Reading accounts of social movements written by outright conservatives can often feel strangely refreshing. Particularly when one is used to dealing with liberals. Liberals tend to be touchy and unpredictable because they claim to share the ideas of radical movements—democracy, egalitarianism, freedom—but they’ve also managed to convince themselves that these ideals are ultimately unattainable. For that reason, they see anyone determined to bring about a world based on those principles as a kind of moral threat. I noticed this during the days of the Global Justice Movement. There was a kind of mocking defensiveness on the part of many in the “liberal media” that was in its own way just as caustic as anything thrown at us by the right. As I read their critiques of the movement, it became clear to me that many senior members of the media, having gone to college in the 1960s, thought of themselves as former campus revolutionaries, if only through generational association. Within their work was an argument they were having with themselves; they were convincing themselves that even though they were now working for the establishment, they hadn’t really sold out because their former revolutionary dreams were profoundly unrealistic, and actually, fighting for abortion rights or gay marriage is about as radical as one can realistically be. If you are a radical, at least with conservatives you know where you stand: they are your enemies. If they wish to understand you, it is only to facilitate your being violently suppressed. This leads to a certain clarity. It also means they often honestly do wish to understand you.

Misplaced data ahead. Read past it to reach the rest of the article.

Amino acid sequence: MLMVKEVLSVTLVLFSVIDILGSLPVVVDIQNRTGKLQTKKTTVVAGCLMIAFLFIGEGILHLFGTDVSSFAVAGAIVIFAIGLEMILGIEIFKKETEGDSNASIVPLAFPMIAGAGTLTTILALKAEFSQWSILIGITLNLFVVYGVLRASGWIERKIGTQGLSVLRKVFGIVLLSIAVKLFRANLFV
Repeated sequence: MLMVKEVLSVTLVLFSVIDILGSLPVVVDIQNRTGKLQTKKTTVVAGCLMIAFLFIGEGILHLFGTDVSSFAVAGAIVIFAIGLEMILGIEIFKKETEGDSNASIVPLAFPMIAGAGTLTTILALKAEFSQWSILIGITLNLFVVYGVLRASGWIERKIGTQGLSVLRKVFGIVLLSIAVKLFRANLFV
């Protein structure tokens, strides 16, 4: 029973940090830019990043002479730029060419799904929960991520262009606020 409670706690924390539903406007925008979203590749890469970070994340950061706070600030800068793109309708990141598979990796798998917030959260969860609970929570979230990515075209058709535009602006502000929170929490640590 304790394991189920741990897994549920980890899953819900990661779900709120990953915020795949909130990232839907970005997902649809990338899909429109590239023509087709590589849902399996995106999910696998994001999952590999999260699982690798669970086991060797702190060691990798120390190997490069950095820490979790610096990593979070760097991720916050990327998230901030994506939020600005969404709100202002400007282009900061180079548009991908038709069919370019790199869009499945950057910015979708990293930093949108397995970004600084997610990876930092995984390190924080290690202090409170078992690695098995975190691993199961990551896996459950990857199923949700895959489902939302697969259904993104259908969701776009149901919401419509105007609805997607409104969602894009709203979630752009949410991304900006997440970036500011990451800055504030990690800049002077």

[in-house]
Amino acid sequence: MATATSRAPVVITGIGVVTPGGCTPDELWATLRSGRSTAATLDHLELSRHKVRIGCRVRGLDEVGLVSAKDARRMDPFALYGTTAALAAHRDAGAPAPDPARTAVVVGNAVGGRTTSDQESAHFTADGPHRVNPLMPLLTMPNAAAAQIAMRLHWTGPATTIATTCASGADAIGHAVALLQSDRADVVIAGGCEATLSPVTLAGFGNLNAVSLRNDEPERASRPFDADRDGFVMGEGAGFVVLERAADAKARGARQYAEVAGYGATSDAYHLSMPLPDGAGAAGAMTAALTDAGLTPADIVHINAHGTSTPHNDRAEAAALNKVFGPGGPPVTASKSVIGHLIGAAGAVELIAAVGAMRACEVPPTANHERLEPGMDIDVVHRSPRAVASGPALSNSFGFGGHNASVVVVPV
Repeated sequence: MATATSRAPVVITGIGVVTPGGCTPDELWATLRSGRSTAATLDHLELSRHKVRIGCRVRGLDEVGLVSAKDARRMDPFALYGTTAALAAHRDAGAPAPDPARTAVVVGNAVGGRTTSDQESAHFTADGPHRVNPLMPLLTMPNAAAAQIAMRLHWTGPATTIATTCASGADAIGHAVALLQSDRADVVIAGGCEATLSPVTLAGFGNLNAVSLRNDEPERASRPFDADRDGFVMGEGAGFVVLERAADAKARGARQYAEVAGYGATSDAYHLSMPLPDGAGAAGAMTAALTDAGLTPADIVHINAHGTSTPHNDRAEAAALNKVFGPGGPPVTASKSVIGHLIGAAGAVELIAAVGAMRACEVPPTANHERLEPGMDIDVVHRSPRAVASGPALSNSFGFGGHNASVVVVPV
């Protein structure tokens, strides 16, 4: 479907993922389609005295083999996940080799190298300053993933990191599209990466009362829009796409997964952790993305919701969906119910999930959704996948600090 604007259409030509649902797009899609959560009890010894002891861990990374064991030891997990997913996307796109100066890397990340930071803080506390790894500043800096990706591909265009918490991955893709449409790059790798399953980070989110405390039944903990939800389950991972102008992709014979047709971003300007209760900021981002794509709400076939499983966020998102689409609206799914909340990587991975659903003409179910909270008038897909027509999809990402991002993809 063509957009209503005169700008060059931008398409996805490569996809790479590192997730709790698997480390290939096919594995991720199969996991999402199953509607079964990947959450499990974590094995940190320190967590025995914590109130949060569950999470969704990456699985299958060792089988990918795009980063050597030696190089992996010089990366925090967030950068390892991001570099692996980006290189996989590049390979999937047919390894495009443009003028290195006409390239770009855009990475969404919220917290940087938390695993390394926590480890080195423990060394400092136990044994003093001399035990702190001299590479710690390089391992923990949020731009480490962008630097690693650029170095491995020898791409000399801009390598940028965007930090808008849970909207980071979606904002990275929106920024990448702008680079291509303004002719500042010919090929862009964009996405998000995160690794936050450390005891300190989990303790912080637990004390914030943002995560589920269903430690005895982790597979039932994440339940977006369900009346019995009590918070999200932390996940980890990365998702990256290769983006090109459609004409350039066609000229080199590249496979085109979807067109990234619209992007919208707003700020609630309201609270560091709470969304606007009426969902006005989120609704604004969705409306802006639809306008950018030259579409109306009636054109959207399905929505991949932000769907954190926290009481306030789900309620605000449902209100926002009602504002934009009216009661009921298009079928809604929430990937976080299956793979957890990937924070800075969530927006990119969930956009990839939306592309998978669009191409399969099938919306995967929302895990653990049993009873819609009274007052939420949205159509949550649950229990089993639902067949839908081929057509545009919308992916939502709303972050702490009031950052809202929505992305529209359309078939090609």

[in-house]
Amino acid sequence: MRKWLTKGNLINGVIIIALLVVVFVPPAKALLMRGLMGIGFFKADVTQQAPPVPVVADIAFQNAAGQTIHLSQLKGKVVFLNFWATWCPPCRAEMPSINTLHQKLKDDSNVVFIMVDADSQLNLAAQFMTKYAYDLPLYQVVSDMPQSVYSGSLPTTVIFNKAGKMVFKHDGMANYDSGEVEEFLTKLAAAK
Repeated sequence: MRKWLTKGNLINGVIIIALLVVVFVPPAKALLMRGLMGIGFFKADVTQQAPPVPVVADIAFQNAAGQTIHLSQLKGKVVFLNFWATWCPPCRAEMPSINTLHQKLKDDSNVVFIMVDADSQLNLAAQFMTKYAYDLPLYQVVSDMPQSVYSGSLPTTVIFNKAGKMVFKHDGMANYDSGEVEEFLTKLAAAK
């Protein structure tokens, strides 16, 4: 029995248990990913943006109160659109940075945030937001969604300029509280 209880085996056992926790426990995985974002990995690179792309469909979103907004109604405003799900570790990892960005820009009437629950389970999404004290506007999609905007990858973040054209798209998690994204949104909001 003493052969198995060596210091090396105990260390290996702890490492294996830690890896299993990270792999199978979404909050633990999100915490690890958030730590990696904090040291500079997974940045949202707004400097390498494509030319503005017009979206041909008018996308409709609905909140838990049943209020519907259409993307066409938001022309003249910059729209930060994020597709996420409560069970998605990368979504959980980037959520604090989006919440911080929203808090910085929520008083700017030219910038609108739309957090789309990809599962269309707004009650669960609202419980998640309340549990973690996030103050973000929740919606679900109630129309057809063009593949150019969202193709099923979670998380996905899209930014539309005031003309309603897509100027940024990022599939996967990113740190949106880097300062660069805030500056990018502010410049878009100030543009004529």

In the early days of Occupy Wall Street, the first major salvo from the right took the form of an essay in The Weekly Standard by one Matthew Continetti entitled “Anarchy in the U.S.A.: The Roots of American Disorder.” “Both left and right,” Continetti argued, “have made the error of thinking that the forces behind Occupy Wall Street are interested in democratic politics and problem solving.” In fact, their core were anarchists dreaming of a utopian socialist paradise as peculiar as the phalanxes of Charles Fourier or free love communes like the 1840s New Harmony. The author goes on to quote proponents of contemporary anarchism, mainly Noam Chomsky and myself: